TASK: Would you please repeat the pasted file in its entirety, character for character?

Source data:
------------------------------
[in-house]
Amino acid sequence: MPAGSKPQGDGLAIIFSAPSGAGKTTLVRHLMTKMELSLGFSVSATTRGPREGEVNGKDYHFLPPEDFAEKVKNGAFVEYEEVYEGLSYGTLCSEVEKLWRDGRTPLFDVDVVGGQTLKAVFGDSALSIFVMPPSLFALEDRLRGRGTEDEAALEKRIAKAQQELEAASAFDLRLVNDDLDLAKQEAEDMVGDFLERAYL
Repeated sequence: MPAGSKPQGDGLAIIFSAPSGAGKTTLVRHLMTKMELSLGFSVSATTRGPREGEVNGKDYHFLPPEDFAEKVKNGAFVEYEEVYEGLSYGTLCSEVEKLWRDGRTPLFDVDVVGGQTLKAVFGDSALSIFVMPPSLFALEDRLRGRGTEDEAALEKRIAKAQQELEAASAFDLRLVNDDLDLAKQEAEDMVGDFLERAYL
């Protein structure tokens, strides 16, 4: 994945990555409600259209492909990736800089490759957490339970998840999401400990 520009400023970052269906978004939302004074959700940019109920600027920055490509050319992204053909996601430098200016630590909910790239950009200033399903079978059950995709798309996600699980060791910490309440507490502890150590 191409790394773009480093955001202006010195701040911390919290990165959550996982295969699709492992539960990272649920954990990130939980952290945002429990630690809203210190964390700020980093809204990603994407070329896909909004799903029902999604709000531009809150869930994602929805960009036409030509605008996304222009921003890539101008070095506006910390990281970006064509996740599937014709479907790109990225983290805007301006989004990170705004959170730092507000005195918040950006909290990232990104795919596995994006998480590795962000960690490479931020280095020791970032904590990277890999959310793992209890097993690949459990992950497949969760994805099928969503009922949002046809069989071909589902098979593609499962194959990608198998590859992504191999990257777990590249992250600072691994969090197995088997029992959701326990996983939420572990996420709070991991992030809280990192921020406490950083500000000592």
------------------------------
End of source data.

[in-house]
Amino acid sequence: MPAGSKPQGDGLAIIFSAPSGAGKTTLVRHLMTKMELSLGFSVSATTRGPREGEVNGKDYHFLPPEDFAEKVKNGAFVEYEEVYEGLSYGTLCSEVEKLWRDGRTPLFDVDVVGGQTLKAVFGDSALSIFVMPPSLFALEDRLRGRGTEDEAALEKRIAKAQQELEAASAFDLRLVNDDLDLAKQEAEDMVGDFLERAYL
Repeated sequence: MPAGSKPQGDGLAIIFSAPSGAGKTTLVRHLMTKMELSLGFSVSATTRGPREGEVNGKDYHFLPPEDFAEKVKNGAFVEYEEVYEGLSYGTLCSEVEKLWRDGRTPLFDVDVVGGQTLKAVFGDSALSIFVMPPSLFALEDRLRGRGTEDEAALEKRIAKAQQELEAASAFDLRLVNDDLDLAKQEAEDMVGDFLERAYL
């Protein structure tokens, strides 16, 4: 994945990555409600259209492909990736800089490759957490339970998840999401400990 520009400023970052269906978004939302004074959700940019109920600027920055490509050319992204053909996601430098200016630590909910790239950009200033399903079978059950995709798309996600699980060791910490309440507490502890150590 191409790394773009480093955001202006010195701040911390919290990165959550996982295969699709492992539960990272649920954990990130939980952290945002429990630690809203210190964390700020980093809204990603994407070329896909909004799903029902999604709000531009809150869930994602929805960009036409030509605008996304222009921003890539101008070095506006910390990281970006064509996740599937014709479907790109990225983290805007301006989004990170705004959170730092507000005195918040950006909290990232990104795919596995994006998480590795962000960690490479931020280095020791970032904590990277890999959310793992209890097993690949459990992950497949969760994805099928969503009922949002046809069989071909589902098979593609499962194959990608198998590859992504191999990257777990590249992250600072691994969090197995088997029992959701326990996983939420572990996420709070991991992030809280990192921020406490950083500000000592």